HONG KONG: Asian shares mostly fell on Wednesday but Chinese markets rallied, with reports Beijing had spent billions buying shares after a more than 7-percent decline in the first two trading days of the year.
The South Korean won sank against the dollar after North Korea announced it had conducted its fourth nuclear test, although there was little wider impact on regional equities—with one analyst saying dealers were looking at “more serious issues.”
Shanghai finally chalked up some gains as the country’s central bank pumped cash into the beleaguered financial system. Experts said it was used to shore up stocks to avert a repeat of last summer’s rout that saw trillions of dollars wiped off valuations.The People’s Bank of China also set its daily yuan reference rate against the dollar at its lowest level in almost five years, according to Bloomberg News.
But analysts warned the moves would cause more problems down the line as China’s economy, the world’s second biggest and a key driver of global growth, heads for its worst annual performance in a quarter of a century.
Stocks in Asia, which swung wildly Monday and Tuesday, extended a miserable start to 2016—hit by another round of weak Chinese economic indicators, sinking oil prices and rising tensions in the Middle East.
Tokyo sank 1 percent as exporters were hurt by a strong yen, Hong Kong lost 1 percent, Sydney shed 1.2 percent and Taipei dropped 1.1 percent.
But Shanghai ended 2.3 percent higher.
“There’s word spreading in the market that state funds are buying, but the idea is to hold up the market, not to bolster it by a large margin,” said Dai Ming, a fund manager at Hengsheng Asset Management Co. in Shanghai.
“The market has basically stabilized after the tumble and investors are waiting for further policies that will boost sentiment.”
Regulators had closed trading early Monday because a 7 percent fall triggered a new circuit breaker put in place during the summer to prevent sharp losses or gains.
Investors were partly spooked by this Friday’s expiration of a ban imposed in July on certain investors selling stocks.
Bloomberg News reported Tuesday that regulators had asked the nation’s exchanges to tell companies that the ban would remain in force. The regulator did not confirm the report.
Some emerging-nation markets enjoyed gains on news of the bank intervention, with Jakarta and Kuala Lumpur higher.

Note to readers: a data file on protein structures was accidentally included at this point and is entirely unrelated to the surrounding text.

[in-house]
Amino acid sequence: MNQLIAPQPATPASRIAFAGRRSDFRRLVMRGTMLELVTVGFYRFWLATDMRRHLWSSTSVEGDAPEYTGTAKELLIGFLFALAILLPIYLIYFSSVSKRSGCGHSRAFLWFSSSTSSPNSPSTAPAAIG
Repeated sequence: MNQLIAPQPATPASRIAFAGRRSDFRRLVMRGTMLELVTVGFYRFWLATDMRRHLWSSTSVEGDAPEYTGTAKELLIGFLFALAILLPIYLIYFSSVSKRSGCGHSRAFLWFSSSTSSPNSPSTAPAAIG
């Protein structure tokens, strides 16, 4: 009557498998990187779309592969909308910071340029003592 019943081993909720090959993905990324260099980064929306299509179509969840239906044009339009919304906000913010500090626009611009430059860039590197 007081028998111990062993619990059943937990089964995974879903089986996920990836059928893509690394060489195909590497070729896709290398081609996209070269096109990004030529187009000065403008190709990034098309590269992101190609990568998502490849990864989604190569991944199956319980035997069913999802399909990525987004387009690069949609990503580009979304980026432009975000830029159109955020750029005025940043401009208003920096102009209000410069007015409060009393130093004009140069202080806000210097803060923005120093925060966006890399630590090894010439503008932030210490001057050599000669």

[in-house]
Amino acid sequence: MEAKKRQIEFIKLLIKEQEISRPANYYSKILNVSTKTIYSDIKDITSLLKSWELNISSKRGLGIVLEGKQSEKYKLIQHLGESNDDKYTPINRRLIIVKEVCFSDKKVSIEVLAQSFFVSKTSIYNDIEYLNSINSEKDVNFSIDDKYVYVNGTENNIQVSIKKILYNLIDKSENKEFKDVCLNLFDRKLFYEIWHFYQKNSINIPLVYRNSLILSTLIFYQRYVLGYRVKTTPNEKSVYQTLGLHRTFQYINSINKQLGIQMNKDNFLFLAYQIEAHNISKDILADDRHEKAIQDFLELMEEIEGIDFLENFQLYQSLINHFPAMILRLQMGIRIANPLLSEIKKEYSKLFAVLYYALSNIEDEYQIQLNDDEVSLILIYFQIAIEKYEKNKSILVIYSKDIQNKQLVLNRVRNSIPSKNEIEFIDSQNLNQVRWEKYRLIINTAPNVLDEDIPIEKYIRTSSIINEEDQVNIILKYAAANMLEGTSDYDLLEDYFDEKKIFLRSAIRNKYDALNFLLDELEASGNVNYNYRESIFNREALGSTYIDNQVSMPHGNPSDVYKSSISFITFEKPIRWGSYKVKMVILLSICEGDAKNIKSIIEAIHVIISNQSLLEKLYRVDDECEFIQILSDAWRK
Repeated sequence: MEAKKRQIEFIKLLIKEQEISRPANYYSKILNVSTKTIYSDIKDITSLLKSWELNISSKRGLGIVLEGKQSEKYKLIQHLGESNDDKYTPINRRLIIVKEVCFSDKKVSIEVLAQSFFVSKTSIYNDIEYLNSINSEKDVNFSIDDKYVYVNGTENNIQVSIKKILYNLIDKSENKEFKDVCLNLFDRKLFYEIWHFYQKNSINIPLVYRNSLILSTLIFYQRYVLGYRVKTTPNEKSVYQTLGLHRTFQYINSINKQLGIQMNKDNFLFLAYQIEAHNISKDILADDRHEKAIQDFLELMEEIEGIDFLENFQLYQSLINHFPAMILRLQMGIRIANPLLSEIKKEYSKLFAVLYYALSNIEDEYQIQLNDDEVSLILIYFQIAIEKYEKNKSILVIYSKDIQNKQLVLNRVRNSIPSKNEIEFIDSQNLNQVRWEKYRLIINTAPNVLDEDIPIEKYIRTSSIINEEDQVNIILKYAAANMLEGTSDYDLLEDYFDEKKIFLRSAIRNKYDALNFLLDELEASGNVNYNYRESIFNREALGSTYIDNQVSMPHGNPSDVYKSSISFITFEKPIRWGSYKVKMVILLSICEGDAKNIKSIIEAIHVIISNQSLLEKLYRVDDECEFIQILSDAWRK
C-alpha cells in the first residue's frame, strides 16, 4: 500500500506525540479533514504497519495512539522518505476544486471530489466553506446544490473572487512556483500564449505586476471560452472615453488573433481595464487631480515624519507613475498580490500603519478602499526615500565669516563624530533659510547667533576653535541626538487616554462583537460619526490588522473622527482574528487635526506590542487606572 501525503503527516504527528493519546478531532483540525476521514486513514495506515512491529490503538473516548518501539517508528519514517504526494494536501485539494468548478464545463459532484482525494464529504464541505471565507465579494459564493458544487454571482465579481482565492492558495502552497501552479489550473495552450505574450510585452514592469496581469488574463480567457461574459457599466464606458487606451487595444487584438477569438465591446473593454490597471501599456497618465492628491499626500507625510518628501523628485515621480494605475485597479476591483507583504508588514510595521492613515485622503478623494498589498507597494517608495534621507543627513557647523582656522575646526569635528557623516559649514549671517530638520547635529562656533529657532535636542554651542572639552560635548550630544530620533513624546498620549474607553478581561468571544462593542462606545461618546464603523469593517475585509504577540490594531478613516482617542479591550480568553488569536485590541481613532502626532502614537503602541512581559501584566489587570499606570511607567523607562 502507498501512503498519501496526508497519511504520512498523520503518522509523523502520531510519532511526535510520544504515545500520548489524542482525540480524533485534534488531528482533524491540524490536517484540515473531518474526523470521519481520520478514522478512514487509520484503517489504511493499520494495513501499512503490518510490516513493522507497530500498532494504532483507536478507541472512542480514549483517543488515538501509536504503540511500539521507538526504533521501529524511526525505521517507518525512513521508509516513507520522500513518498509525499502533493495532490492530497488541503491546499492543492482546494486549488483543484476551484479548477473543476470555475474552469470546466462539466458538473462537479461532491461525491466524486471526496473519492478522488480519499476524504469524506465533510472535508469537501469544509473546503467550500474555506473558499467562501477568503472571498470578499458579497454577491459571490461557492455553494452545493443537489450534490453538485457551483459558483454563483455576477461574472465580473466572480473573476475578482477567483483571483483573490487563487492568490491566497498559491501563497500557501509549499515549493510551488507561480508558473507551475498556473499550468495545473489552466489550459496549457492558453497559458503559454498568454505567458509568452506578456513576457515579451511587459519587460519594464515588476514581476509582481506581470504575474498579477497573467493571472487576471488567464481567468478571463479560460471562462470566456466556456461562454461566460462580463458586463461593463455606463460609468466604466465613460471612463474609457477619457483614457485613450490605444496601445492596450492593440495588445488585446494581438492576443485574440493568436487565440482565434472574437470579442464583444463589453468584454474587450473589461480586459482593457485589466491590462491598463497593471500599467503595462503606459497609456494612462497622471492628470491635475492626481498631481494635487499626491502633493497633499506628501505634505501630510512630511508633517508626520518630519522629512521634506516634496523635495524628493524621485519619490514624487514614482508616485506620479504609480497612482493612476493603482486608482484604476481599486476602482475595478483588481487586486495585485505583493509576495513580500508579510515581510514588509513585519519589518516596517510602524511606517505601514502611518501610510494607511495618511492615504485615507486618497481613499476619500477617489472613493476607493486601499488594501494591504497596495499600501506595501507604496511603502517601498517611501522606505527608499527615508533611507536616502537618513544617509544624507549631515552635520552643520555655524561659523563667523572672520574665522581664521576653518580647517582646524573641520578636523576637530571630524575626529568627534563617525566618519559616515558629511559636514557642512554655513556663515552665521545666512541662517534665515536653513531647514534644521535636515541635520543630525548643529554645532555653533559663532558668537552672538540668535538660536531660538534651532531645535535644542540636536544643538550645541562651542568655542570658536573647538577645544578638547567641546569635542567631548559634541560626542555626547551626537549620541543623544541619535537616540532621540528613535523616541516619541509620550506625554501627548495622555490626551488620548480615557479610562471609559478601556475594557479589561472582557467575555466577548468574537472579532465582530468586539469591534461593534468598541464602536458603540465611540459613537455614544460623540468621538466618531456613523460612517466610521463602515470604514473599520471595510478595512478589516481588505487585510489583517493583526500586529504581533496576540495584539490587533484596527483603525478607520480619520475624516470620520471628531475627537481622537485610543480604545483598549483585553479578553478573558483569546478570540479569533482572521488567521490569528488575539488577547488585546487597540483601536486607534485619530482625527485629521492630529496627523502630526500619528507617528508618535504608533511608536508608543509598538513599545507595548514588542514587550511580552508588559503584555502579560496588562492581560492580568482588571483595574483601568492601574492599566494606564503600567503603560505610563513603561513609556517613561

More volatility ahead
However, Jorge Mariscal, the emerging-markets chief investment officer at UBS Wealth Management, said in New York that “these sorts of measures are going to backfire.”
There was little reaction to North Korea’s announcement that it had tested a hydrogen bomb—its fourth nuclear test since 2006.
“We have more serious issues like the Chinese economy and tension in the Middle East,” said Yoshinori Shigemi, a global market strategist for J.P.Morgan Asset Management in Tokyo.
“I think investors will start refocusing on those issues.”
Seoul ended down 0.3 percent, having been 0.8 percent lower before the test. The won fell to 1,195.45 against the dollar, its weakest level in about three months.
Regional investors brushed aside a mild rebound Tuesday in US and European markets.
Dealers will be closely watching the release Friday of US jobs data, seeking clues about the Federal Reserve’s timetable for another interest rate rise following last month’s hike—the first in almost a decade.
Currency investors moved into safer investments, with the dollar and yen climbing.
The greenback was sitting at one-month highs against the euro, with the single currency buying $1.0731, while the British pound was near one-year lows at $1.4638.
But the dollar slipped against the Japanese yen, which is considered a go-to currency in times of turmoil and uncertainty.
In early European trade London dropped 0.3 percent, Paris slipped 0.2 percent and Frankfurt also lost 0.2 percent.